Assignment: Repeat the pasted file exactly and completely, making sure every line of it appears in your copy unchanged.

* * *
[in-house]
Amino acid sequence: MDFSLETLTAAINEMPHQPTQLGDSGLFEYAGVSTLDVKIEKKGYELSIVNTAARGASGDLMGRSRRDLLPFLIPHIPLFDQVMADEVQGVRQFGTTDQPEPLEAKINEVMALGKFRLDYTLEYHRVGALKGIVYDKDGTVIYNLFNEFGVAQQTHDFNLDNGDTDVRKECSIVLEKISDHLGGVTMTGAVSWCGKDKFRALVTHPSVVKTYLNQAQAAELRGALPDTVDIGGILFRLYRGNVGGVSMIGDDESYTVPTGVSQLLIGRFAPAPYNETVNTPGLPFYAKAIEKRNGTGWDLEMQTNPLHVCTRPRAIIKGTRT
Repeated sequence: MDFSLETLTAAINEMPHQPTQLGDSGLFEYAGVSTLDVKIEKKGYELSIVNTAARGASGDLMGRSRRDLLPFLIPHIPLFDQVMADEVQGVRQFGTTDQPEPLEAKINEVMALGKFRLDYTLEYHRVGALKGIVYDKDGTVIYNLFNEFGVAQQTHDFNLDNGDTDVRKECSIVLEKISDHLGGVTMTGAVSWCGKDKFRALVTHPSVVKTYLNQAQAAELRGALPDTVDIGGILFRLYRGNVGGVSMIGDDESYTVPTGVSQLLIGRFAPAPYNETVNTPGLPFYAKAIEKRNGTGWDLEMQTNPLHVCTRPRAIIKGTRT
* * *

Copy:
[in-house]
Amino acid sequence: MDFSLETLTAAINEMPHQPTQLGDSGLFEYAGVSTLDVKIEKKGYELSIVNTAARGASGDLMGRSRRDLLPFLIPHIPLFDQVMADEVQGVRQFGTTDQPEPLEAKINEVMALGKFRLDYTLEYHRVGALKGIVYDKDGTVIYNLFNEFGVAQQTHDFNLDNGDTDVRKECSIVLEKISDHLGGVTMTGAVSWCGKDKFRALVTHPSVVKTYLNQAQAAELRGALPDTVDIGGILFRLYRGNVGGVSMIGDDESYTVPTGVSQLLIGRFAPAPYNETVNTPGLPFYAKAIEKRNGTGWDLEMQTNPLHVCTRPRAIIKGTRT
Repeated sequence: MDFSLETLTAAINEMPHQPTQLGDSGLFEYAGVSTLDVKIEKKGYELSIVNTAARGASGDLMGRSRRDLLPFLIPHIPLFDQVMADEVQGVRQFGTTDQPEPLEAKINEVMALGKFRLDYTLEYHRVGALKGIVYDKDGTVIYNLFNEFGVAQQTHDFNLDNGDTDVRKECSIVLEKISDHLGGVTMTGAVSWCGKDKFRALVTHPSVVKTYLNQAQAAELRGALPDTVDIGGILFRLYRGNVGGVSMIGDDESYTVPTGVSQLLIGRFAPAPYNETVNTPGLPFYAKAIEKRNGTGWDLEMQTNPLHVCTRPRAIIKGTRT